Recent years have proven a test in organizational resilience—an organization’s ability to withstand a change or challenge, then emerge stronger from it. Organizations that champion resilience are best positioned to absorb shocks and navigate trials with a pragmatic plan.
Cultivating such a capability has become increasingly difficult given the compounding disruptions that organizations have encountered. And yet, these are the times that organizations can benefit most from resilience.
What about this capability sets up an organization to succeed despite the challenges, and what should leaders prioritize to foster it? We connected with the coleaders of the McKinsey People & Organizational Performance Practice, Dana Maor and Michael Park, to find out.
Why is resilience important at the organizational level?
Dana: Resilience is often discussed at the individual level, but it is equally important at organizational scale. Our research early in the pandemic on the relationship between companies’ organizational health and their financial performance showed that businesses exhibiting healthy, resilient behaviors—such as knowledge sharing, performance reviews, and bottom-up innovation—were less likely than “unhealthy” companies to go bankrupt over the following two years.
Resilience brings two important benefits to organizations and their leaders:
First, cultivating resilience helps organizations approach difficult circumstances with agility, accountability, and adaptability. Leaders and teams can evaluate a situation, identify a course of action, commit to what works, and pivot away from what doesn’t.
Second, organizations that practice resilience find opportunity in challenge. For example, the Great Attrition exacerbated existing talent shortages within organizations and reprioritized employee experience. The most resilient seized this opportunity to champion a new company culture and invest in their people.
Resilient organizations not only bounce back from challenges and setbacks but also bounce forward with a competitive advantage.
How can resilience help organizations bounce forward from the potential challenges of 2023?
Michael: Uncertainty in the year ahead may feel daunting, but remember: change is constant. While the circumstances themselves may vary, every organization and its leaders have faced and conquered challenges before—and they will do so again.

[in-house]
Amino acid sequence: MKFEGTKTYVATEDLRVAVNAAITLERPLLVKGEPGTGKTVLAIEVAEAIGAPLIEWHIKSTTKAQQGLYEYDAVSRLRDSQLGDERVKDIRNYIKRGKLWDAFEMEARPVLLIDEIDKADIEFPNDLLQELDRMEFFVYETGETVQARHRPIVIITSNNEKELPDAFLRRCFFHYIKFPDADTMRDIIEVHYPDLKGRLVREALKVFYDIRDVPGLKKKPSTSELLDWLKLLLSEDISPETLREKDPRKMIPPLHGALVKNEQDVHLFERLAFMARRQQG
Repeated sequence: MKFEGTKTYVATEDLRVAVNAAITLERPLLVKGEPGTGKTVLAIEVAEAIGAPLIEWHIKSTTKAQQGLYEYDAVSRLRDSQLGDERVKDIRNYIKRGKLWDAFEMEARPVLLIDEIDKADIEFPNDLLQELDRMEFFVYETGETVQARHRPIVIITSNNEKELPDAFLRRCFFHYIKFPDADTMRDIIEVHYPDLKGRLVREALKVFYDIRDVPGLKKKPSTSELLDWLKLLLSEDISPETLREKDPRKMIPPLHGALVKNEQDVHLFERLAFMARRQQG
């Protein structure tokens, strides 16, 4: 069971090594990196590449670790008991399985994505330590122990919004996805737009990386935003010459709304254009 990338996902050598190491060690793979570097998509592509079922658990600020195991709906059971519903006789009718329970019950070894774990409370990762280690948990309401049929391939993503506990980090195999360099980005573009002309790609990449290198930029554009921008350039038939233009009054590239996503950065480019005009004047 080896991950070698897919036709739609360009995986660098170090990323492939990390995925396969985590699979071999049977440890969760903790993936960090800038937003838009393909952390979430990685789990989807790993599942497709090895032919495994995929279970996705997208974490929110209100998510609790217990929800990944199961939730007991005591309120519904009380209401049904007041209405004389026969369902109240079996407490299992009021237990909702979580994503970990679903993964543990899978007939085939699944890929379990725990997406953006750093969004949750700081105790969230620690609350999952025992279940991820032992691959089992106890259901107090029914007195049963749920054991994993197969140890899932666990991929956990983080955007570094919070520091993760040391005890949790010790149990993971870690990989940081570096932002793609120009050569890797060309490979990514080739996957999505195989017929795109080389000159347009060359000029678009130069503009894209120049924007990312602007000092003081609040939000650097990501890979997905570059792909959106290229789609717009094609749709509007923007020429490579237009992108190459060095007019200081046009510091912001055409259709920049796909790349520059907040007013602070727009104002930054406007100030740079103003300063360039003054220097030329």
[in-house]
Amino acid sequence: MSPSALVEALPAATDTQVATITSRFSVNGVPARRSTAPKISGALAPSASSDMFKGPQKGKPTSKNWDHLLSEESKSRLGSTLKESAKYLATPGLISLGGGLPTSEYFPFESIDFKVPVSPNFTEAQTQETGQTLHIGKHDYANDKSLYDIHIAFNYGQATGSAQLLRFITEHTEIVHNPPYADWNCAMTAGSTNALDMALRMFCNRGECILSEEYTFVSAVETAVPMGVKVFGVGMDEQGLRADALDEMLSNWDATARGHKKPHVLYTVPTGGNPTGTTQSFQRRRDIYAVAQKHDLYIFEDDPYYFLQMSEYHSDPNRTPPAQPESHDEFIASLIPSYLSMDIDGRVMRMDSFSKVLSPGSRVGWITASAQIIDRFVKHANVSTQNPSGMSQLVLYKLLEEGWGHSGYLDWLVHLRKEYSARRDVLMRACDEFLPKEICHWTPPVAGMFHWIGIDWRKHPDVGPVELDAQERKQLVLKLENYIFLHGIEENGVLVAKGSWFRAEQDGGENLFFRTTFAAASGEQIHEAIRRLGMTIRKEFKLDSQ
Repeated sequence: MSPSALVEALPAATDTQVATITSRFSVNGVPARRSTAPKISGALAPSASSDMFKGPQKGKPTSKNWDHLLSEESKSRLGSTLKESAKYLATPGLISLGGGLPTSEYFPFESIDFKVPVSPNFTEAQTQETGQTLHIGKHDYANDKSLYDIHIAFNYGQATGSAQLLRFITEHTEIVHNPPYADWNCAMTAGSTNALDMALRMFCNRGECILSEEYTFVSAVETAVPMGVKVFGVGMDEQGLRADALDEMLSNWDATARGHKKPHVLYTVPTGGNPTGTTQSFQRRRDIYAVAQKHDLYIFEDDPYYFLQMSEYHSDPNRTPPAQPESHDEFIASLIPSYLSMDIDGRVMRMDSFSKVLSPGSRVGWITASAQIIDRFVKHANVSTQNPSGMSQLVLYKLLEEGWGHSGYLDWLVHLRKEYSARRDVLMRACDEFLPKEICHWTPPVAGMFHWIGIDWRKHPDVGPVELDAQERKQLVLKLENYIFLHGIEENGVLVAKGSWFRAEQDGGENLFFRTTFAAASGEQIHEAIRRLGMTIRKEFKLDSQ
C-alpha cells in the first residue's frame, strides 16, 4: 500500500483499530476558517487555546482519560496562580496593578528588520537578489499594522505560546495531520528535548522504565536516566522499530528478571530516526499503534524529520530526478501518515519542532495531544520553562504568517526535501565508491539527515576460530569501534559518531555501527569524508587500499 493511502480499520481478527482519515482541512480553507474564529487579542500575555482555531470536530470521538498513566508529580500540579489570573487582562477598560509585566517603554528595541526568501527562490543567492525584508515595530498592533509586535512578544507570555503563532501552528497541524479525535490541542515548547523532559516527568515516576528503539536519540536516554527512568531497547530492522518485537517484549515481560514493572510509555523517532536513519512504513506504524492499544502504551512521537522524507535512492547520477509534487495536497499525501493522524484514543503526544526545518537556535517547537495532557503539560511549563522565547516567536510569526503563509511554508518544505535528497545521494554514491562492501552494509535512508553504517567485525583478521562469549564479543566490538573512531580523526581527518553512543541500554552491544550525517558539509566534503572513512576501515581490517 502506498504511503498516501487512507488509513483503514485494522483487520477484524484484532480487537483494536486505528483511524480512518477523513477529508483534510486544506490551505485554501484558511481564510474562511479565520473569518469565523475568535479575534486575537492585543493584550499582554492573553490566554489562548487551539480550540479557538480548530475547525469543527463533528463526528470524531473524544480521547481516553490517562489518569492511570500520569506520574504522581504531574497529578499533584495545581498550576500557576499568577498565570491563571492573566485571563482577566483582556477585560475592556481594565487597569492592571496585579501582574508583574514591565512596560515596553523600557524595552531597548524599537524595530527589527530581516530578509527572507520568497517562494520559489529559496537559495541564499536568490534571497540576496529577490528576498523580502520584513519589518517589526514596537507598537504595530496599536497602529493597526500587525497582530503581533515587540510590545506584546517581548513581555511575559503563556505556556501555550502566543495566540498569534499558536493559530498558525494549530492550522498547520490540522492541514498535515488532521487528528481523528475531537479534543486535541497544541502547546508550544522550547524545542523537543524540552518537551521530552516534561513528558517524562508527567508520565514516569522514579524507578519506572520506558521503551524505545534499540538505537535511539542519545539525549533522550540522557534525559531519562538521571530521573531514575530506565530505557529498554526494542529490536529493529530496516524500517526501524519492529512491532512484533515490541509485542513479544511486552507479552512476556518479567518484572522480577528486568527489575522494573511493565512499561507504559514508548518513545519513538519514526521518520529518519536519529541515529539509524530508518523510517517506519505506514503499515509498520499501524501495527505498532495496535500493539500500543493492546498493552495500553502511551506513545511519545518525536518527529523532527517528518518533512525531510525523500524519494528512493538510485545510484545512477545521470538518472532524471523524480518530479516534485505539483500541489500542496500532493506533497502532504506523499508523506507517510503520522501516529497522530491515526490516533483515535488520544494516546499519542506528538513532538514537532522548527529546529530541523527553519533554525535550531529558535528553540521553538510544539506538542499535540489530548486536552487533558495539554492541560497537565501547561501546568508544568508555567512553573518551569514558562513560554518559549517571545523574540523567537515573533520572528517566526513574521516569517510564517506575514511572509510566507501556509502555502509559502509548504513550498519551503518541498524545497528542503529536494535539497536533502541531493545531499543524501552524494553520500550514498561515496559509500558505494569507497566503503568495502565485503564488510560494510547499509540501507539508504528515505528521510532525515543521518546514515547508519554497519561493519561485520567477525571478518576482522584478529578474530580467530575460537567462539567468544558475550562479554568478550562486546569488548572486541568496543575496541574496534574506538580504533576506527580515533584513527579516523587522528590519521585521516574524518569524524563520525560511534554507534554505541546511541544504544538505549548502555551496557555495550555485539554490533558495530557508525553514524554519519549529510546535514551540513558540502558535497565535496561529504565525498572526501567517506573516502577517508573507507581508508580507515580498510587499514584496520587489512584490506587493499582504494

Our past experiences in working with organizations during uncertain times suggest how companies may benefit from resilience in 2023. The advantages include faster and more dynamic decision making, greater efficiency, stronger and more adaptable leadership, and an environment that is more attractive to top talent.
In turn, resilient organizations are more likely to demonstrate better shareholder returns and excel at integrating new technologies, supporting customers, building partnerships, and attracting and retaining employees. They also fuel investment in new business and strengthen gross domestic product (GDP)—key to addressing the big-picture challenges that are expected in 2023.
Where can organizations start when building resilience?
Dana: Organizations should prioritize four key efforts when building resilience. First, champion agile principles like fast decision making and “good enough” outcomes so teams can test, learn, and adjust to circumstances as needed. Second, empower teams with psychological safety and self-sufficiency by holding them accountable and giving them ownership of outcomes. Third, find and promote adaptable leaders who are willing to coach colleagues and nurture new behaviors and mindsets. And fourth, make an investment in talent and company culture.
Addressing all of these capabilities, often simultaneously, is important to cultivate resilience. While it will take time and effort, starting this work now will pay off later.
What can leaders do to foster resilience?
Michael: Tying back to the third effort that Dana suggested, adaptable leaders ultimately set the tone for resilience. Characteristics that we use to define adaptable leaders are often what set these organizations apart, especially when it comes to culture.
To foster a more resilient organization, leaders should focus on developing certain behaviors and mindsets—both on their part and from their teams. These can include finding lessons and opportunities in situations, acknowledging the nuance of workplace paradoxes like correct versus incorrect, and challenging colleagues to step out of their comfort zones. Leaders should champion purpose and well-being. Also, ongoing listening tours and surveys can help to gather feedback about the organization, its culture, and what employees need.
More information about the benefits of organizational resilience and how to cultivate it can be found in our article “Raising the resilience of your organization.”